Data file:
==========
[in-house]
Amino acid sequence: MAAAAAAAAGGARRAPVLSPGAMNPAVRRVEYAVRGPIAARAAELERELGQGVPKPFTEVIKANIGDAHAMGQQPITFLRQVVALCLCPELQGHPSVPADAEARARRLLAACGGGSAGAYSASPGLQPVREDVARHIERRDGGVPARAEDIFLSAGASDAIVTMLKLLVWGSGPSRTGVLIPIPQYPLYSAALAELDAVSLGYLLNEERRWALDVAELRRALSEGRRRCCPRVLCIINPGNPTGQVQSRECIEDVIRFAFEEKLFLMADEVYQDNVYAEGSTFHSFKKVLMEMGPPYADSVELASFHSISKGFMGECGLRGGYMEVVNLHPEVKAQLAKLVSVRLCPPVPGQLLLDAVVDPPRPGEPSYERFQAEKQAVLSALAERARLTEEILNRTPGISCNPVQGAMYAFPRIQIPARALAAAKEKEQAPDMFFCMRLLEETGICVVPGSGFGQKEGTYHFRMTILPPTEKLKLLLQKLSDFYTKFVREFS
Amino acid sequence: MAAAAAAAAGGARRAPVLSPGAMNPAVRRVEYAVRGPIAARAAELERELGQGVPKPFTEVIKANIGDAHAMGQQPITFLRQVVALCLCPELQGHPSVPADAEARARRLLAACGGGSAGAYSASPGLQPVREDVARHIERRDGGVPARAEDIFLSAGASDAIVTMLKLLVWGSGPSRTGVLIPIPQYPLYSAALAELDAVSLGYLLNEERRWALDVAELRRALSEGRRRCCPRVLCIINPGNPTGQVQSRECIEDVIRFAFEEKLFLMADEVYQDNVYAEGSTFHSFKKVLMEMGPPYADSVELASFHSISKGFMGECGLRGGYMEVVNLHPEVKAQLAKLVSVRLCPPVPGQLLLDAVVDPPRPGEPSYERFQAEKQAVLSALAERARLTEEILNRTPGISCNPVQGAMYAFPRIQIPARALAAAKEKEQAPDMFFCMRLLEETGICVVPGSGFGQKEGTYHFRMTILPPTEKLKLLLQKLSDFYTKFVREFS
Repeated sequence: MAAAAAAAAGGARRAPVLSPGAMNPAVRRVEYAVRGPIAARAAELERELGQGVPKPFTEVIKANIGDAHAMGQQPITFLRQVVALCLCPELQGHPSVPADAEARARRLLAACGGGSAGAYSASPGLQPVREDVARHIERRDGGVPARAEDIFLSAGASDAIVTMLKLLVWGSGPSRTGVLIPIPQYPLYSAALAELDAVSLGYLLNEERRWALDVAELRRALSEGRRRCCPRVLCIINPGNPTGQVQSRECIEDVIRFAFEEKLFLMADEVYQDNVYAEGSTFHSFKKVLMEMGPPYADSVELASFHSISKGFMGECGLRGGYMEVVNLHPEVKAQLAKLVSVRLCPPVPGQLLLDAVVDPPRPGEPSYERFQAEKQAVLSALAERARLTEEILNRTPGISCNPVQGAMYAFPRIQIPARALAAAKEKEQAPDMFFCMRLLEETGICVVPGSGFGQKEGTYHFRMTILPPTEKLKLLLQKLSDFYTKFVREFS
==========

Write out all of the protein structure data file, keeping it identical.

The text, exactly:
[in-house]
Amino acid sequence: MAAAAAAAAGGARRAPVLSPGAMNPAVRRVEYAVRGPIAARAAELERELGQGVPKPFTEVIKANIGDAHAMGQQPITFLRQVVALCLCPELQGHPSVPADAEARARRLLAACGGGSAGAYSASPGLQPVREDVARHIERRDGGVPARAEDIFLSAGASDAIVTMLKLLVWGSGPSRTGVLIPIPQYPLYSAALAELDAVSLGYLLNEERRWALDVAELRRALSEGRRRCCPRVLCIINPGNPTGQVQSRECIEDVIRFAFEEKLFLMADEVYQDNVYAEGSTFHSFKKVLMEMGPPYADSVELASFHSISKGFMGECGLRGGYMEVVNLHPEVKAQLAKLVSVRLCPPVPGQLLLDAVVDPPRPGEPSYERFQAEKQAVLSALAERARLTEEILNRTPGISCNPVQGAMYAFPRIQIPARALAAAKEKEQAPDMFFCMRLLEETGICVVPGSGFGQKEGTYHFRMTILPPTEKLKLLLQKLSDFYTKFVREFS
Amino acid sequence: MAAAAAAAAGGARRAPVLSPGAMNPAVRRVEYAVRGPIAARAAELERELGQGVPKPFTEVIKANIGDAHAMGQQPITFLRQVVALCLCPELQGHPSVPADAEARARRLLAACGGGSAGAYSASPGLQPVREDVARHIERRDGGVPARAEDIFLSAGASDAIVTMLKLLVWGSGPSRTGVLIPIPQYPLYSAALAELDAVSLGYLLNEERRWALDVAELRRALSEGRRRCCPRVLCIINPGNPTGQVQSRECIEDVIRFAFEEKLFLMADEVYQDNVYAEGSTFHSFKKVLMEMGPPYADSVELASFHSISKGFMGECGLRGGYMEVVNLHPEVKAQLAKLVSVRLCPPVPGQLLLDAVVDPPRPGEPSYERFQAEKQAVLSALAERARLTEEILNRTPGISCNPVQGAMYAFPRIQIPARALAAAKEKEQAPDMFFCMRLLEETGICVVPGSGFGQKEGTYHFRMTILPPTEKLKLLLQKLSDFYTKFVREFS
Repeated sequence: MAAAAAAAAGGARRAPVLSPGAMNPAVRRVEYAVRGPIAARAAELERELGQGVPKPFTEVIKANIGDAHAMGQQPITFLRQVVALCLCPELQGHPSVPADAEARARRLLAACGGGSAGAYSASPGLQPVREDVARHIERRDGGVPARAEDIFLSAGASDAIVTMLKLLVWGSGPSRTGVLIPIPQYPLYSAALAELDAVSLGYLLNEERRWALDVAELRRALSEGRRRCCPRVLCIINPGNPTGQVQSRECIEDVIRFAFEEKLFLMADEVYQDNVYAEGSTFHSFKKVLMEMGPPYADSVELASFHSISKGFMGECGLRGGYMEVVNLHPEVKAQLAKLVSVRLCPPVPGQLLLDAVVDPPRPGEPSYERFQAEKQAVLSALAERARLTEEILNRTPGISCNPVQGAMYAFPRIQIPARALAAAKEKEQAPDMFFCMRLLEETGICVVPGSGFGQKEGTYHFRMTILPPTEKLKLLLQKLSDFYTKFVREFS